BusinessWeek Readers Have Their Say

As part of expanding coverage of the world's top innovators, we asked our readers to weigh in on our annual list of the Most Innovative Companies

This year, our annual Most Innovative Companies special report had a new element: an online poll that reflects what our readers think of the state of innovation. While the results weren't an official part of the ranking (which was based on a Boston Consulting Group survey and factored in companies' financial performances), they were nonetheless enlightening.

For instance, 97% of online poll respondents believe Apple (AAPL) deserves its reputation as the "world's most innovative company," as it was ranked in 2008. (Readers were asked to weigh in on last year's ranking as the 2009 results had not then been revealed. Apple is again No. 1 in 2009.)

Apple also dominated the written-in answers to the question, "Name a publicly traded company that's dealing with the downturn in an innovative way, and how." One reader wrote: "Apple has $20 billion in the bank, and they are using that money to retain staff (instead of laying off good people) and to increase R&D (instead of decreasing)."

On the flip side, nearly two-thirds of respondents said that Microsoft (MSFT) should not have been on the 2008 list (it was No. 5 in 2008 and rises to No. 4 this year). This was a yes/no question, so there were no write-in answers that helped to explain why. Please do add thoughts in the comments box below.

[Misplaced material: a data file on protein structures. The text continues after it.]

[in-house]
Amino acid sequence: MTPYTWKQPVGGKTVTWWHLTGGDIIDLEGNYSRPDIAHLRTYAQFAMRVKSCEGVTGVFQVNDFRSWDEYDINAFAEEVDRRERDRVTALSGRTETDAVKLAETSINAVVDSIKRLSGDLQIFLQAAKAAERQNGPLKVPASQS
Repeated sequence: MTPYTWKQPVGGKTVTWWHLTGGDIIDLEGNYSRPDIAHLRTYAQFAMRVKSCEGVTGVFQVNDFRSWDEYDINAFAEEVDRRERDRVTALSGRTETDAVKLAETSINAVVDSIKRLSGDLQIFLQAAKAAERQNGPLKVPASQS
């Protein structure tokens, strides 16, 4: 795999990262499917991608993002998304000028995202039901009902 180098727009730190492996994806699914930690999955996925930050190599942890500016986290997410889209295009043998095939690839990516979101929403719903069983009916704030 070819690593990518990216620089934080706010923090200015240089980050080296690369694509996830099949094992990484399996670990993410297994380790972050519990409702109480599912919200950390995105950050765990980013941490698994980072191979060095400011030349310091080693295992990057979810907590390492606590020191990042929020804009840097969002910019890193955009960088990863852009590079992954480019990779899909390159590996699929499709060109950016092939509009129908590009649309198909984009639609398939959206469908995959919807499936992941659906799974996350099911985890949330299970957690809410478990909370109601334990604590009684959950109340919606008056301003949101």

More Questions

We also wanted to know about up-and-coming innovators. Many readers nominated a barely two-year-old startup called Fusion-io, which makes large-scale computer data systems using flash memory. Tech giants are already paying attention: Dell (DELL) and Hewlett-Packard (HPQ) recently signed partnerships with Fusion-io; Apple co-founder Steve Wozniak signed on to be its chief scientist. As a result, we set BusinessWeek technology writer Arik Hesseldahl on the case. Take a look at his profile of Fusion-io and founder Rick White.

Poll respondents also voted on what business strategies make sense during the downturn. For instance, one question asked: "Which is more important to you today: Taking risks or stability?" Fifty-four percent of the 602 respondents who answered the question said they valued taking risks.

We also wanted to know the types of risks you might want your company to take to be more creative. In response to the query, "What would you tell your boss to boost innovation at your company?" most (55% of the 614 who answered the question) wanted leaders to "Encourage all employees to submit ideas for new products." Only 3% thought hiring an ouside innovation firm was the way to go, while just 8% felt appointing a chief innovation officer made sense. But 34% believe that increasing R&D spending was critical, even when facing today's economic challenges.

We'll ask more questions in the months to come. (Follow the discussion at the NEXT blog. For now: Which of the companies on our 2009 list of the most innovative companies should NOT be featured?

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